Will Skykon Tiree Wave Classic meet Exercise Joint Warrior 102?

The old rugby cry of ‘Up and under’ could have a marine relevance in the coming days.

Exercise Joint Warrior 102 (the second of two annual multinational air/maritime simulation warfare exercises in Scottish waters, Spring and Autumn) takes place from tomorrow, Monday 4th October 2010 until 14th October 2010.

Some submarine traffic will be going through the North Channel today (3rd October 2010).

From 9th October to 15th October 2010, during the Joint Warrior exercise period, the Skykon Tiree Wave Classic will be running with wind and wave around Argyll’s Atlantic island of Tiree.

As the sailboarders face the challenges of the Atlantic rollers, will they see as many breaching submarines as orcas? And will passing warships -  including 5 from the USA and local interest, HMS Campbeltown – give them an encouraging hoot?

The two very different events will be co-habiting in the sea areas most heavily congested in this military exercise.

Throughout the period of Joint Warrior 102, submarine activity will be constant in the areas of the Hebrides and the Minch.

The most intense overall period of submarine activity runs from the 7th-10th October, although much of that will focus on exercises in the north west.

The following minehunters will be seen passing on their way north to exercise in minehunting, disposal and live charge firings in the area in and beyond Loch Ewe to the north west. In order of name, nationality and pennant number, these ships are:.

  • FGS ROTTWEIL  German  M1061
  • BNS CROCUS  Belgium  M917
  • HNLMS ZIERIKZEE  Netherlands  M862
  • ORP MEWA   Poland  M623
  • HNOMS HINNOEY  Norwegian  M343
  • ENS ADM COWAN  Estonian  M313
  • HMS BLYTH   UK   M111

It is worth remembering that this tine two years ago, in October 2008, what was taken to be a reasonably significant earthquake in Lochaber, reaching inland to Drumnadrochit, was later admitted to be Exercise Joint Warrior ‘disposing’ of mines in The Minch.

The ‘quake’ was registered at Glenfinnan at the head of Loch Sheil in Lochaber and the British Geological Survey (BGS) recorded it at 3.4 on the Richter Scale.

Reports of it were received from Fort William, Glenfinnan, Ardgour, Strontian and Drumnadrochit – a wide spectrum of the west coast above Argyll and penetrating deep inland.

So anything can happen in these war games – and they are a far cry from the bright shreds of sail that soar, fly and twist in the surf off Tiree.

Games are irresistible, war games doubly so – because they allow us to engage our belligerent, subversive, intelligence and hunter/killer skills, normally without deaths as the consequence.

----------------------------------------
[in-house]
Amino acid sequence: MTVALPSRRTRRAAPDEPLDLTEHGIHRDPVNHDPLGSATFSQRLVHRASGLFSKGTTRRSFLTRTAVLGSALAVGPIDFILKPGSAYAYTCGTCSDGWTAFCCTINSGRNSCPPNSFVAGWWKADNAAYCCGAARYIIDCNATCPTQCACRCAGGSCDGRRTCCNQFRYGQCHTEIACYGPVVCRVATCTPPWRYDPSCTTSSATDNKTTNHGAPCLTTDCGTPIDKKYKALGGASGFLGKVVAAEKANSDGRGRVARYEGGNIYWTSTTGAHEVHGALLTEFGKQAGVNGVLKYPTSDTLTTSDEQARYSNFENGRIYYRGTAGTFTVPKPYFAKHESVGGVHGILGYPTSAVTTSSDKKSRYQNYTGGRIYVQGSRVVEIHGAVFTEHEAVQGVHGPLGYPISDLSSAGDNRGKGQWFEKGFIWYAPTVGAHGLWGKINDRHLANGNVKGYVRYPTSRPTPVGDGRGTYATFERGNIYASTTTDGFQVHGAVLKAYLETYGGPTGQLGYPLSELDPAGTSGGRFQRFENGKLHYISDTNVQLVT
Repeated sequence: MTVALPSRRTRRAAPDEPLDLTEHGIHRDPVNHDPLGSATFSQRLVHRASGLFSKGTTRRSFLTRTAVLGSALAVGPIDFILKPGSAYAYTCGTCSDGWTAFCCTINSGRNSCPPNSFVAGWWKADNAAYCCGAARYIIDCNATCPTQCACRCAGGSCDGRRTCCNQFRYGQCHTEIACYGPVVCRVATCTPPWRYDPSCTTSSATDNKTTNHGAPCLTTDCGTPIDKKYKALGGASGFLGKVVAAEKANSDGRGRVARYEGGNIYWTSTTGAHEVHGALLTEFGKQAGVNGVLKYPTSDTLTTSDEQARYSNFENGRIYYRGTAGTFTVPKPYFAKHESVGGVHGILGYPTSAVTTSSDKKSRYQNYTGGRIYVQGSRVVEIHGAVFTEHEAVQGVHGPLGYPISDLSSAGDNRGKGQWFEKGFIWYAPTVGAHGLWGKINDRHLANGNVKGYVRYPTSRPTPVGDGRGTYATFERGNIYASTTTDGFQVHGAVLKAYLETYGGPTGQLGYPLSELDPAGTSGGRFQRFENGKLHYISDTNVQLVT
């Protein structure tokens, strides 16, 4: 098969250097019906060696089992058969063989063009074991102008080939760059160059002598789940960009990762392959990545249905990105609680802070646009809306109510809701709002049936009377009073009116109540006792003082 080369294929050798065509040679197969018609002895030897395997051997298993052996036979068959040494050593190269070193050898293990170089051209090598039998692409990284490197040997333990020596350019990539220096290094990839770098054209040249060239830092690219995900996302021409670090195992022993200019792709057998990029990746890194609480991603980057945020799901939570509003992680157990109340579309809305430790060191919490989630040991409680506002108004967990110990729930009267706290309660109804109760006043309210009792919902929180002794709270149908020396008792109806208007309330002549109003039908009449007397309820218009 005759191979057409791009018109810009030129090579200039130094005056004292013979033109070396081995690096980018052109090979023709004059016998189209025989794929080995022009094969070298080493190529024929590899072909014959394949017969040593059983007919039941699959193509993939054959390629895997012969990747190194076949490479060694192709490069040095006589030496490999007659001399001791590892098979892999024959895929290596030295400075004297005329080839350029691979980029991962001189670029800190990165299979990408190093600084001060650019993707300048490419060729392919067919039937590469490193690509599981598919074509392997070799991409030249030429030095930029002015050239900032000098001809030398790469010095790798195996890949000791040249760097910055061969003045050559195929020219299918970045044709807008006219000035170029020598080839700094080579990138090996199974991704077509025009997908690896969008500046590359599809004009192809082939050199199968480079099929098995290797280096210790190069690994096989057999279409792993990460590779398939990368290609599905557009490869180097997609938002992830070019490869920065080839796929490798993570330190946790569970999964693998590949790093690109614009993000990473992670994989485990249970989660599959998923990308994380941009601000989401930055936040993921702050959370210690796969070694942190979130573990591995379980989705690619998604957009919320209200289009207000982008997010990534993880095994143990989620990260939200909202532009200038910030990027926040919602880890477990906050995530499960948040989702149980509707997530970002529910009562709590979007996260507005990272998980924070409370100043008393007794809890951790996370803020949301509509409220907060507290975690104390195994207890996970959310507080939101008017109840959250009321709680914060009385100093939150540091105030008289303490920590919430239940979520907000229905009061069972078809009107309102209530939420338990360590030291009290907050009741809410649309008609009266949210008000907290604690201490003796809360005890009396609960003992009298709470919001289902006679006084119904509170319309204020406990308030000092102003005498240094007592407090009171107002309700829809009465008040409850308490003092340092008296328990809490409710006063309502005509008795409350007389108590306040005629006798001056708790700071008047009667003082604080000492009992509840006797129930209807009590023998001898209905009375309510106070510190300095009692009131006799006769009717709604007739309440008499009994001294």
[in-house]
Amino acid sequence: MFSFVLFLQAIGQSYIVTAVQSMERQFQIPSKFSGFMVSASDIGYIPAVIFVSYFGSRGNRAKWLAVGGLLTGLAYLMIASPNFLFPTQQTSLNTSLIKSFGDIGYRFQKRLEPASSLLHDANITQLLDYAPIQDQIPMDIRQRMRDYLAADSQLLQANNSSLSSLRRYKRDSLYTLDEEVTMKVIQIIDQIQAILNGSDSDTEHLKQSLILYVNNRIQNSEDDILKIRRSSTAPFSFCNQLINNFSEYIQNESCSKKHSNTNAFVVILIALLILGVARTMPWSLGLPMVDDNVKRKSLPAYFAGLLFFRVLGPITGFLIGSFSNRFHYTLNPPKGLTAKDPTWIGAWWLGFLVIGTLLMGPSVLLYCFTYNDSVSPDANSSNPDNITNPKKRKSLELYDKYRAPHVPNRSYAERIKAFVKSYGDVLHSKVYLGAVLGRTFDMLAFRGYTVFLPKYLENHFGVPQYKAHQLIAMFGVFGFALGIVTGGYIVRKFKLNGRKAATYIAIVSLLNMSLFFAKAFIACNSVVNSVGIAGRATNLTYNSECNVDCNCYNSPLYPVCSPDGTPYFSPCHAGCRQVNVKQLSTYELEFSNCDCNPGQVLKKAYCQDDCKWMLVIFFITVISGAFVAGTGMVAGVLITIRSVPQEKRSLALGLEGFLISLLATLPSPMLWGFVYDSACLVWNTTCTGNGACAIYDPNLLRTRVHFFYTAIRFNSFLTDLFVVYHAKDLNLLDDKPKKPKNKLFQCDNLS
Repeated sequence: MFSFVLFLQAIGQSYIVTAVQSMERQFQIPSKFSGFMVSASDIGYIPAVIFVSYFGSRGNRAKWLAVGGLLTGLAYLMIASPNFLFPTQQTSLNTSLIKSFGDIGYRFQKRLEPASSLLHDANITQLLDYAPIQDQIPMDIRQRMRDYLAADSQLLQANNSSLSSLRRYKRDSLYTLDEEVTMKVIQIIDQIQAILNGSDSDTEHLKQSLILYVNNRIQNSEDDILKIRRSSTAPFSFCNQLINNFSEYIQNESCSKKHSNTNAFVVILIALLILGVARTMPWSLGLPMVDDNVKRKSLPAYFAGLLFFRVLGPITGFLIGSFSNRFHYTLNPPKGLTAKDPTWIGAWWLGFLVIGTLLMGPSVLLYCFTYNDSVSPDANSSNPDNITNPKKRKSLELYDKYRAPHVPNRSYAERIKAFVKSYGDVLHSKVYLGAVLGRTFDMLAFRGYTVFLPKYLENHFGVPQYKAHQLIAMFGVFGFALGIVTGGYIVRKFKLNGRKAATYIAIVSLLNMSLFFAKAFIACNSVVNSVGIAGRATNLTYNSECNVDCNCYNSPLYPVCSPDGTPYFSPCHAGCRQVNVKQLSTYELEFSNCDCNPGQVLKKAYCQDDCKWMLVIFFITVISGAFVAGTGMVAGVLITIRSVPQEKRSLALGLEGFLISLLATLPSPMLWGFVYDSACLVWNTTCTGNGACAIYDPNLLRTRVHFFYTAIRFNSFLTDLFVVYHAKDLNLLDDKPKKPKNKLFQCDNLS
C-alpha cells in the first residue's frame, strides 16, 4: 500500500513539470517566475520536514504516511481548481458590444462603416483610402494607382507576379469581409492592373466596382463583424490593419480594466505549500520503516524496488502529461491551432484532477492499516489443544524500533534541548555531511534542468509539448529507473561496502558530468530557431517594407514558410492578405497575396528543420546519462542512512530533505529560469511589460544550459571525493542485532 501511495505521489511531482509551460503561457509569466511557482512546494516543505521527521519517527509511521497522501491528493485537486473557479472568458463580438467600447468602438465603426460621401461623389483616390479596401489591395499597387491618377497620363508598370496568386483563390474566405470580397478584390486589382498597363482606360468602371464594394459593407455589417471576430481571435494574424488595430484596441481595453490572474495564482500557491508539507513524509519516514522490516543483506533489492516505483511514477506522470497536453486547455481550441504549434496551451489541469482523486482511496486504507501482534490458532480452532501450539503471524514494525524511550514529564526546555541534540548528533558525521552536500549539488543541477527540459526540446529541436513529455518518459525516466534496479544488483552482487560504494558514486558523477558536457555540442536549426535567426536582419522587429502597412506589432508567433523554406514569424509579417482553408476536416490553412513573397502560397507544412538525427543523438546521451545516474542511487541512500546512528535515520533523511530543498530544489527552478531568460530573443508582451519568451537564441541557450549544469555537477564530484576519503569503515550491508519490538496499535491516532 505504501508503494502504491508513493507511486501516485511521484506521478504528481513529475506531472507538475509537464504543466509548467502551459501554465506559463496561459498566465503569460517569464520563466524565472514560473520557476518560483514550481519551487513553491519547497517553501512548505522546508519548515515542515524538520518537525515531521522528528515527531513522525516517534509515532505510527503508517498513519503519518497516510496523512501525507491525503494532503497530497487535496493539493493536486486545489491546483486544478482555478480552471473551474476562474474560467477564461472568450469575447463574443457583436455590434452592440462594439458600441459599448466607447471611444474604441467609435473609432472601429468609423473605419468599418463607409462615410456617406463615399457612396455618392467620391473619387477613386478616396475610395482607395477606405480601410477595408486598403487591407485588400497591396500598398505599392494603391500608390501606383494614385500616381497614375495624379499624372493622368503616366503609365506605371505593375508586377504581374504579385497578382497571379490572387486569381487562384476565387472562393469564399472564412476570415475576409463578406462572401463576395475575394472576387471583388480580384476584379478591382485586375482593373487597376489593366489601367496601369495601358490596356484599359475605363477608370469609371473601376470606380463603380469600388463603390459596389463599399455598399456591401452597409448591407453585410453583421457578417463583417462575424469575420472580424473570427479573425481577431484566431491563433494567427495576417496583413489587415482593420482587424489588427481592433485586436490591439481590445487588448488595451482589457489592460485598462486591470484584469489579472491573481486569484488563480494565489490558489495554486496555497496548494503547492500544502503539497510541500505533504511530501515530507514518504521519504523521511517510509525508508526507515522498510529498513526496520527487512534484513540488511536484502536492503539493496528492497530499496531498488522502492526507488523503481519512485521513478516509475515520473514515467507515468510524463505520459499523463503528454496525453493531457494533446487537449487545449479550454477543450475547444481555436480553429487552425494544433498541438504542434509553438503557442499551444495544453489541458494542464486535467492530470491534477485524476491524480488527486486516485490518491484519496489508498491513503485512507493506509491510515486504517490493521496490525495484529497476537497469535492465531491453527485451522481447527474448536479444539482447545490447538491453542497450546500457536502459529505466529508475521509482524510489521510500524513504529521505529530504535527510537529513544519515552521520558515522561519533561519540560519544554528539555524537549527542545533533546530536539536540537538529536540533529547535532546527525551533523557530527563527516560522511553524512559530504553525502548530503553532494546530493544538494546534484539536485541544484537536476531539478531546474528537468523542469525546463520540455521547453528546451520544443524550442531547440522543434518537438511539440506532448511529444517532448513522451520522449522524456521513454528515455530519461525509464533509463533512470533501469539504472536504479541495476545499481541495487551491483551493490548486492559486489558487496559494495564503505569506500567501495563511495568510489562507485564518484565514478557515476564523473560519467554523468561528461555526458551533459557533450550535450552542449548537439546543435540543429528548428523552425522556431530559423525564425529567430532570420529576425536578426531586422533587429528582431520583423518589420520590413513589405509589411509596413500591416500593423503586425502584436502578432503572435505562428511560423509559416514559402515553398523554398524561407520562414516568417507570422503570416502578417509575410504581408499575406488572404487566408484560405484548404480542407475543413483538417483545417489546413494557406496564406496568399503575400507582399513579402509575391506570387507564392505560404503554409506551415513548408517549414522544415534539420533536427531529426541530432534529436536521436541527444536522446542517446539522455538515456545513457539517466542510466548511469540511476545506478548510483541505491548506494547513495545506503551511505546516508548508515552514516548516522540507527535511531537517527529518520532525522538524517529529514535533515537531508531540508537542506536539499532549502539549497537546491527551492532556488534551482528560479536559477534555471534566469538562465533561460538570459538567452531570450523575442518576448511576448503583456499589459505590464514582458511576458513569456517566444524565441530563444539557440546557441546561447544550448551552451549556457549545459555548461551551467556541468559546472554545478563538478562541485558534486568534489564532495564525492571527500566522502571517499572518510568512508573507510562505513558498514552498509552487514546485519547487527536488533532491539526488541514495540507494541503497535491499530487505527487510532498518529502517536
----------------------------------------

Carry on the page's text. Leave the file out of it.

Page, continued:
Destruction is another matter, though.

Each year, usually twice a year, Joint Warrior’s ships and aircraft pound the living daylights out of Garvie Island off the Cape Wrath range.

This produces the same bewilderment as watching the American’s impotently blow the the ridges and peaks off the Tora Bora mountains in Afghanistan in the early display of might to show Osama Bin Laden who was boss and who knew where he was supposed to be at the time.

There is something indigestibly damaging about literally changing the map.

Each year, the submarine activity, the minehunters, the mine ‘disposals’ and the firing of live charges in Scotland’s seas cannot possibly pass without serious marine environmental damage.

And yet… we would admit to an absolute fascination with the hardware – the ships and submarines, with the skills, with this world closed off to most of us, yet often visible and with the gaming, knowing the potency of simulation.

At least we can divert ourselves from this primitive, visceral attraction to brute power by paying attention to the equally heart-stopping skills of the wavesailors and windrift on show in contest off the white beaches of Tiree.

This really is a meeting of two worlds and two philosophies, both technologically advanced in their fields; one natural and aligned with natural elements; the other manmade and bent on asserting itself over the forces of nature – the collision of Avatar.

Note: Here are some browsing websites for wavesailors, sailors, fishermen, warfare historians, journalists, peaceniks and war games aficionados alike.

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3 Responses to Will Skykon Tiree Wave Classic meet Exercise Joint Warrior 102?

  1. Pingback: Argyll News: Exercise Joint Warrior gathers at Faslane :Argyll,Scotland,Nato,multinational military exercise, | For Argyll

  2. Pingback: WDCS Fieldwork Blog

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